Cruising on Last Dance


This blog archives the adventures of Glen and Jill Moore and provides a means of communication for friends and family. Exploration and adventure have been synonymous with boats and water for centuries. The joy of adventures shared while exploring new places and meeting new people has built a strong bond for Glen and Jill. Last Dance is the platform for the exploration.

"The world is a book, and those who do not travel read only a page." St. Augustine, 354 - 430

“Twenty years from now you will be more disappointed by the things that you didn't do than by the ones you did do. So throw off the bowlines. Sail away from the safe harbor. Catch the trade winds in your sails. Explore. Dream. Discover.” Mark Twain, 1835 - 1910

"There is nothing -- absolutely nothing -- half so much worth doing as simply messing around in boats." The Wind in the Willows, 1908, Kenneth Grahame, 1859 - 1932

"I've never believed speed and ease are conductive to living fully, becoming aware, or deepening memory, a tripod of urges to stabilize and lend meaning to life." River Horse: a log book of a boat across America, 1999, William Least Heat-Moon,1939 -

The Great Loop -- The current adventure is a circumnavigation of the Eastern United States, cruising north up the east coast through New York into Canada, across the Great Lakes to Chicago, navigating multiple river systems south to Mobile, along the Gulf coast to the Florida Keys and back to St. Augustine. This trip by boat is commonly referred to as the Great Loop. Progress and current location are indicated by the red line on the map to the right. It was titled the Traceless Path in recognition of a German sailor we met in St. Augustine who published booklets of his travels with hand-drawn, detailed maps describing his travels across the water as the Traceless Path.



Tuesday, August 2, 2011

Communing with Nature

Being in natural environments creates many benefits, both psychological and physiological.   We feel better and refreshed when interacting with nature.  It is why we build parks, spend time in those parks, hike, camp, and plant shrubs and flowers in our yards.  Most of the benefits of this nature/human interaction are intangible and difficult to measure.  A few are quite tangible.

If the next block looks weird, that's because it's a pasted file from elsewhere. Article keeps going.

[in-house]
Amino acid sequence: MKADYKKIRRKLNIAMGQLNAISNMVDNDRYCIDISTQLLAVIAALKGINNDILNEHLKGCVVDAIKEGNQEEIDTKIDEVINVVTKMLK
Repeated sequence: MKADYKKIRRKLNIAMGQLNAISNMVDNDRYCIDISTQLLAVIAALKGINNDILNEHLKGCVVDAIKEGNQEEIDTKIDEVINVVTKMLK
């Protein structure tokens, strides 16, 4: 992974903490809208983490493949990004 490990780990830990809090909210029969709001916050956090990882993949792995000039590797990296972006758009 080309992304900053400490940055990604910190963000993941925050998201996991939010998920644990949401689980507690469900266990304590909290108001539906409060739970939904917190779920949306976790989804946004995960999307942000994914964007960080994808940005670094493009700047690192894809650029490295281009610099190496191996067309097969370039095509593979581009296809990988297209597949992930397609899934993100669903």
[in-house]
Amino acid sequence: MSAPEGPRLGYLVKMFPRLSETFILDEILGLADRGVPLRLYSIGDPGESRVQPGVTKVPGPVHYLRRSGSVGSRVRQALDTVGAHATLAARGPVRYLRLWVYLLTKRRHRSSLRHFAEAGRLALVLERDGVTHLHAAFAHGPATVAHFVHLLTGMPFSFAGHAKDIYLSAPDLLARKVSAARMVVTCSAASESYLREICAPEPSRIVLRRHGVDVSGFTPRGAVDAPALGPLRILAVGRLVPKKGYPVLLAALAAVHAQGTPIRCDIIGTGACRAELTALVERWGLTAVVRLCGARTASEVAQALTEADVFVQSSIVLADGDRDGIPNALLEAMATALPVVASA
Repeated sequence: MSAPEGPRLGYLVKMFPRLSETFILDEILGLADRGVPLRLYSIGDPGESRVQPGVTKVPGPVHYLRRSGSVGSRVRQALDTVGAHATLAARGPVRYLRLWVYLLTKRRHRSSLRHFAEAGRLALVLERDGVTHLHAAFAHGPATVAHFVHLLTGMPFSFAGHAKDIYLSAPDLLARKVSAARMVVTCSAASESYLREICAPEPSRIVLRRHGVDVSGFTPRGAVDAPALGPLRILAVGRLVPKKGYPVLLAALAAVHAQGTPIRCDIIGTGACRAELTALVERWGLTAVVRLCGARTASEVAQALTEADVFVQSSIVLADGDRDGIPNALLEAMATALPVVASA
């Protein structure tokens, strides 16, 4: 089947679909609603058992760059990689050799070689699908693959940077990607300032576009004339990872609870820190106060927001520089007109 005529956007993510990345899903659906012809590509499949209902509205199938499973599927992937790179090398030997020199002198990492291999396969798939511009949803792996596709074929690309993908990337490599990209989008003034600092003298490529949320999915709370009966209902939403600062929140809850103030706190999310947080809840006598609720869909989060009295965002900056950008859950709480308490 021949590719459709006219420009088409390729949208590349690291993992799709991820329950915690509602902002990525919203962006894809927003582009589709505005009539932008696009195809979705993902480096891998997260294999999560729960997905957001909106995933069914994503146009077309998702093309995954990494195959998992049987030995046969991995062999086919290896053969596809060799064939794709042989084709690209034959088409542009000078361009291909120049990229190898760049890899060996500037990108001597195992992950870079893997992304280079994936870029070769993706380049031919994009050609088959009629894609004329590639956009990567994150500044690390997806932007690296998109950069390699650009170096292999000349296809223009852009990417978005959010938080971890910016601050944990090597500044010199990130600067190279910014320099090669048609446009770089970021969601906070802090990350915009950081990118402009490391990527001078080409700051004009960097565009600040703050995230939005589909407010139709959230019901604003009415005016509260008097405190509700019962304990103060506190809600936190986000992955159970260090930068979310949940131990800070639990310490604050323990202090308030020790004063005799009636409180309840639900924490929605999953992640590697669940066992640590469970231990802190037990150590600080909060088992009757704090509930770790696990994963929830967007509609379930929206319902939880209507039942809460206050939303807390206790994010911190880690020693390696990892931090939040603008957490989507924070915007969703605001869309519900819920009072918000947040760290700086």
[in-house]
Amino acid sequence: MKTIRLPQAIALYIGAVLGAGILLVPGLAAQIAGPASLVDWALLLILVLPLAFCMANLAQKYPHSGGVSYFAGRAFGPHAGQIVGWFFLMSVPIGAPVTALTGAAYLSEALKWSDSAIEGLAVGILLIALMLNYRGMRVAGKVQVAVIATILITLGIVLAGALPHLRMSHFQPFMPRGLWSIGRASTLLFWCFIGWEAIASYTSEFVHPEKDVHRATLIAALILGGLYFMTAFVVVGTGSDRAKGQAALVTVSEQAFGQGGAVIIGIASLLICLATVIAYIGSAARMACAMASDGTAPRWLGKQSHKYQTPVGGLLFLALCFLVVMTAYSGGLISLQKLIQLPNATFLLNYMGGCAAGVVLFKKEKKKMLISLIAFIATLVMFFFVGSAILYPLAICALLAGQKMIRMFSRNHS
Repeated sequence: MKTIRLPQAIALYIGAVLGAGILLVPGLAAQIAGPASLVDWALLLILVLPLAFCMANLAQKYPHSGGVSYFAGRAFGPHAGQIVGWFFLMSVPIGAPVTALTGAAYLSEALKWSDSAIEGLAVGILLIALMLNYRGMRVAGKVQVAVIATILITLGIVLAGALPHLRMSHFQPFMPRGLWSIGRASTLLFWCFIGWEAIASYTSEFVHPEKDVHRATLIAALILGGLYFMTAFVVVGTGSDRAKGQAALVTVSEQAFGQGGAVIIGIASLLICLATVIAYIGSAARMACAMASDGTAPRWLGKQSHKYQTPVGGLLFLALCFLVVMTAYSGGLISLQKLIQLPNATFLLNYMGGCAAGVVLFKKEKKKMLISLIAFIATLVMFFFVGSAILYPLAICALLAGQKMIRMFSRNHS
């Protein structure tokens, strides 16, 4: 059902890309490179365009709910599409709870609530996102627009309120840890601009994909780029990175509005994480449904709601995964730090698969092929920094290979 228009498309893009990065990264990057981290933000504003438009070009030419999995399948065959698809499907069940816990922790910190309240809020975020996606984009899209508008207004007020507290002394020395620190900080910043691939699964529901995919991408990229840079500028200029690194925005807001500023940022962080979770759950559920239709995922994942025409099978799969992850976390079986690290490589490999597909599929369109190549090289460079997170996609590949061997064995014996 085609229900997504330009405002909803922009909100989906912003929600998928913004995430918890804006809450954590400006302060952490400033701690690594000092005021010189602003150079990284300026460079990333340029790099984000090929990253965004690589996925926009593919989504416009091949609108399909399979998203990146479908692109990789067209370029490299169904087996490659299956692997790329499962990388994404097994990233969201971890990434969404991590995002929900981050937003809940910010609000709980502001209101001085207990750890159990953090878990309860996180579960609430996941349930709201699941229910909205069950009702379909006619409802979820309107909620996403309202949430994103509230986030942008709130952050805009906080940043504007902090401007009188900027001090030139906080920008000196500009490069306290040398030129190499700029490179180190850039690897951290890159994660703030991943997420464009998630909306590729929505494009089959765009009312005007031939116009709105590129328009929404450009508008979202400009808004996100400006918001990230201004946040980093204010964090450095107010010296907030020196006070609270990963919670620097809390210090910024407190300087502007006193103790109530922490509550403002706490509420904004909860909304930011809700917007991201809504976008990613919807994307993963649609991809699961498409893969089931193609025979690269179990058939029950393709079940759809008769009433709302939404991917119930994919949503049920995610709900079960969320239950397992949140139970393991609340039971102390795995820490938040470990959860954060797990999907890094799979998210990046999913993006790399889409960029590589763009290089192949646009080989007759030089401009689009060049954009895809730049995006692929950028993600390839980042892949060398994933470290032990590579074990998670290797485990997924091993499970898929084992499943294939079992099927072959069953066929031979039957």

The hikes ventured through some of the rocky 30,000 Islands of the Georgian Bay have produced some great tangible benefits – berries.  Wild blueberries in this area grow on low plants resembling a ground cover more than a bush.  The berries tend to hide under the foliage, making gathering challenging.   A bit of patience produced over a quart of blueberries during a hike of an island along the Bad River.  Jill’s skills turned these berries into an apple/blueberry pie and delicious blueberry muffins.
























































The photo of the collected blueberries includes a dime to provide a size reference.  The wild blueberries are tiny in comparison to the domestic, cultivated varieties that are in u-pick fields and the grocery stores.  Picking these miniscule berries requires extreme patience, dexterity, and time.  In the small Georgian Bay community of Point Au Baril, the general store had wild blueberries for sale at $15/quart.  The price seemed high until the back-breaking labor of picking a quart was experienced.  Now, $15/quart seems a bargain.




An island in Mill Lake on Phillip Edward Island had a field of wild raspberries.  The have their own gathering challenges since they have thorns and chose to grow interspersed with thorny, wild roses.  Phillip Edward Island had more blueberries.   That hike’s results included a blueberry/raspberry pie and an additional dozen muffins.































Communing with Nature – tangible benefits.








Oh.  It has been reported that a local animal is also fond of blueberries and roams the islands in search of the same sweet fruit.  



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